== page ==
Bariatric Times

MAY 2018

A peer-reviewed, evidence-based journal that promotes clinical development and metabolic insights in total bariatric patient care for the healthcare professional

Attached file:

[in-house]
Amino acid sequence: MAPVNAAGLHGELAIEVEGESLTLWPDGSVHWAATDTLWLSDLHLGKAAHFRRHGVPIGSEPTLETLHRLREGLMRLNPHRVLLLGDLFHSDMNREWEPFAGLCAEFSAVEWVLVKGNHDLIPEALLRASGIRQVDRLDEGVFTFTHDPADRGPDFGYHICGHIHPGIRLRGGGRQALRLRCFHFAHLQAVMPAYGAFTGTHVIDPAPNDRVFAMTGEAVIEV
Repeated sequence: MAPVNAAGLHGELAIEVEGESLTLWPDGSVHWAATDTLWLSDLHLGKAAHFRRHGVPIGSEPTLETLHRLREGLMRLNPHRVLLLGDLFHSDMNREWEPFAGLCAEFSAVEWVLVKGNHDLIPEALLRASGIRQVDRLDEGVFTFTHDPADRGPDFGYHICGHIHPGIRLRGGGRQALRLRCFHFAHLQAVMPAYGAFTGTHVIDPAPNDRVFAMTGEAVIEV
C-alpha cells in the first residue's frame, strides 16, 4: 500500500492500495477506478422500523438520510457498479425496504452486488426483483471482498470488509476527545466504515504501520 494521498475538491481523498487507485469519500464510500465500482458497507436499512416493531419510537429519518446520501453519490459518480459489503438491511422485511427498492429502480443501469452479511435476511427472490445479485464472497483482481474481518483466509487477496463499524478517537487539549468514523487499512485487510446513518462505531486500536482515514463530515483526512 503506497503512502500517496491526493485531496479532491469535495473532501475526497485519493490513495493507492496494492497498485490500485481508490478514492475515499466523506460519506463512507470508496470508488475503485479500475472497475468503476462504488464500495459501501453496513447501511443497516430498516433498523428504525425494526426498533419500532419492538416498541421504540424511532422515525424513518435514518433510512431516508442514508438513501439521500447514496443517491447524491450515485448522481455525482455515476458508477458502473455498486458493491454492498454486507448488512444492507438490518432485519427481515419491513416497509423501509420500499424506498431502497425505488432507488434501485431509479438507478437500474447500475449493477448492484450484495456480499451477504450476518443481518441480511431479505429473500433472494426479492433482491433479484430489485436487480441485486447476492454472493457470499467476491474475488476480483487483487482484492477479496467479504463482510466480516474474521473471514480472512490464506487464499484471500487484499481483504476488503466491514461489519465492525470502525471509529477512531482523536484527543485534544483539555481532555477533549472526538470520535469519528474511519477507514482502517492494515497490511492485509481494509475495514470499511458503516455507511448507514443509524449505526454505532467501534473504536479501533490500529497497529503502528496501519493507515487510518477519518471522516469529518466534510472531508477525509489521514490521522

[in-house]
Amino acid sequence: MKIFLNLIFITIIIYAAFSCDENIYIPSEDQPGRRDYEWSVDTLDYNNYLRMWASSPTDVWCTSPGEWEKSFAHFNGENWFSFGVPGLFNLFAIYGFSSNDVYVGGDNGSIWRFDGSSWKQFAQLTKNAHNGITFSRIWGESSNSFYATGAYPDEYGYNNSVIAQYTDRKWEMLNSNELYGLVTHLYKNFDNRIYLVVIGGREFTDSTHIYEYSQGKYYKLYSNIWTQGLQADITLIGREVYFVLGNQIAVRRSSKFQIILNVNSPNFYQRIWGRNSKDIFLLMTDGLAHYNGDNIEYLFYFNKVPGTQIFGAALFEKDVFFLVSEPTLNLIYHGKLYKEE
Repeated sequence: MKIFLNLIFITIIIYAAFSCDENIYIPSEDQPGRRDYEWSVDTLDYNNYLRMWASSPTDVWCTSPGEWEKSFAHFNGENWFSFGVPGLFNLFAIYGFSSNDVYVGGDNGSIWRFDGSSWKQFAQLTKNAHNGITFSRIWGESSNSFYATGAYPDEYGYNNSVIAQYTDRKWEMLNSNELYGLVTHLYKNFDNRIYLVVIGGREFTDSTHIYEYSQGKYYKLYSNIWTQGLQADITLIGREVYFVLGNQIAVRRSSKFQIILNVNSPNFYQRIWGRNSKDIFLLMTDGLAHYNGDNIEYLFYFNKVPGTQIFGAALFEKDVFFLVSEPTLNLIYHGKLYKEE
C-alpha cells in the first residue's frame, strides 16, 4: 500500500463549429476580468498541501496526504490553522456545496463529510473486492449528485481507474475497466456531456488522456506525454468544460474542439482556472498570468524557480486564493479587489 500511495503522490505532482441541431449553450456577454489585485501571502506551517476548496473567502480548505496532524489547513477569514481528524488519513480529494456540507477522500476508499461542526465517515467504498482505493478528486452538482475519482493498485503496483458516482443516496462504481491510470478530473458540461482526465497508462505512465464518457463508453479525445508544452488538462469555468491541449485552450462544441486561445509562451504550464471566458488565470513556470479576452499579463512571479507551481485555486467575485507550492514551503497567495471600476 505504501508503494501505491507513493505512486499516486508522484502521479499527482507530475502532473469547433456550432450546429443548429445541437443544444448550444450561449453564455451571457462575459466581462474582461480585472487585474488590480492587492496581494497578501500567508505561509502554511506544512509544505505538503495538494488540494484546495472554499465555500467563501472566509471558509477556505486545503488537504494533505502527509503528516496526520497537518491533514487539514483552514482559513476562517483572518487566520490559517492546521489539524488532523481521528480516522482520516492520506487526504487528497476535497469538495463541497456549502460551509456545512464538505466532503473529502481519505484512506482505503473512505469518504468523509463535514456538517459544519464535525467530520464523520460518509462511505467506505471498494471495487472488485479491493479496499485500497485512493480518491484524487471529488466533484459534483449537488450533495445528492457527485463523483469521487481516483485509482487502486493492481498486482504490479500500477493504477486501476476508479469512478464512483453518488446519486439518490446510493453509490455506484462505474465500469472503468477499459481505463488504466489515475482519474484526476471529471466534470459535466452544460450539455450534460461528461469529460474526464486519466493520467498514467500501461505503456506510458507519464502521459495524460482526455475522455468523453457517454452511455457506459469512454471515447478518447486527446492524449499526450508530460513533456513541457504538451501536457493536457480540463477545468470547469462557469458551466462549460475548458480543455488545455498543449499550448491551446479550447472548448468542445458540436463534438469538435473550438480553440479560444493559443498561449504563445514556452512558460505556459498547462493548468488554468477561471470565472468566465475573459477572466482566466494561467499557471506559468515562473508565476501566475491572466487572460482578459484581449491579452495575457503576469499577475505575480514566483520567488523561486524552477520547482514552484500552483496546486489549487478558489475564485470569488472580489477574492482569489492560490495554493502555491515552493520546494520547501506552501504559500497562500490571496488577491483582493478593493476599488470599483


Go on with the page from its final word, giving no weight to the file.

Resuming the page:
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Opinion Review 9 Bariatric Times • May 2018 usually during urgent or emergent procedures involving RSI. 17 During RSI bolus, doses of induction and paralyzing drugs are given in quick succession. NAP5 reported that titration of the anesthetic induction agent until loss of consciousness is achieved would reduce awareness events. NAP5 suggested a "fundamental reassessment" of the indications for RSI. Cricoid pressure is an integral part of RSI. Applying too low a force can lead to incomplete occlusion of the esophagus, while excessive force can compress the trachea and deform the airway anatomy making tracheal intubation more difficult. 18 The incidence of failed intubations is increased when cricoid pressure is applied. 19 Cricoid pressure also decreases lower esophageal sphincter tone, and this might explain the occurrence of aspiration during RSI. 20 Cricoid pressure is difficult to perform correctly, is potentially dangerous, and probably offers no protection. OPTIMAL ANESTHETIC INDUCTION IN PATIENTS WITH OBESITY The anesthetic management of a patient with morbid obesity does differ from that of other patients. For induction, the standard supine position must be avoided since a patient with obesity lying flat will experience a marked decrease in lung volume. This will result in a marked reduction of oxygen reserves following preoxygenation. The "safe apnea period" (SAP), that is, the length of time following paralysis and apnea until the onset of hypoxemia, is very short. Unless tracheal intubation is achieved quickly and/or the duration of SAP is increased, patients with obesity can experience hypoxemia following paralysis. A patient with obesity should be placed in a "ramped" or "head-elevated laryngoscopy position" (HELP). 21 This improves the view during direct laryngoscopy so that successful tracheal intubation can be accomplished more rapidly. 22 If the patient is hemodynamically stable, the operating table should also be tilted in a reverse-Trendelenburg position to "unload" the diaphragm. This will increase lung volume and oxygen reserves, lengthening the duration of the SAP and allowing more time to intubate the trachea. Prior to induction, a patient with obesity is preoxygenated until his or her oxygen saturation (SpO 2 ) is 100 percent and end-tidal O 2 is greater than 90 perecnt. The application of some form of "apneic oxygenation" (THRIVE, nasal cannulae or buccal O 2 ) can also be applied. In RSI, bag- mask ventilation is avoided because of concerns that positive-pressure ventilation will inflate the stomach, increasing the risk of aspiration. It has been demonstrated that clinically significant gastric insufflation does not occur during normal bag-mask ventilation, even when cricoid pressure is applied. 23 The incidence of oxygen desaturation (SpO 2 < 95%) is as high as 35 percent in patients undergoing RSI without bag-mask ventilation. 24 For a patient with obesity and a markedly shortened SAP, the risk of hypoxemia could be even greater, especially if an initial attempt at tracheal intubation fails. Unlike RSI, the anesthetic induction of a patient with obesity should include positive-pressure bag-mask ventilation following paralysis and prior to intubation. 25–26 Giving fixed doses of drugs in rapid succession during RSI can lead to under-dosing and patient awareness, or over-dosing with potentially serious hemodynamic consequences. Administration of the induction agent in a patient with obesity should titrated to loss of consciousness. The initial dose should be based on lean body weight and not total body weight. Following administration of the induction agent, assessment of adequate depth of anesthesia should be performed before administering a neuromuscular blocking agent for The anesthetic management of a patient with morbid obesity does differ from that of other patients.

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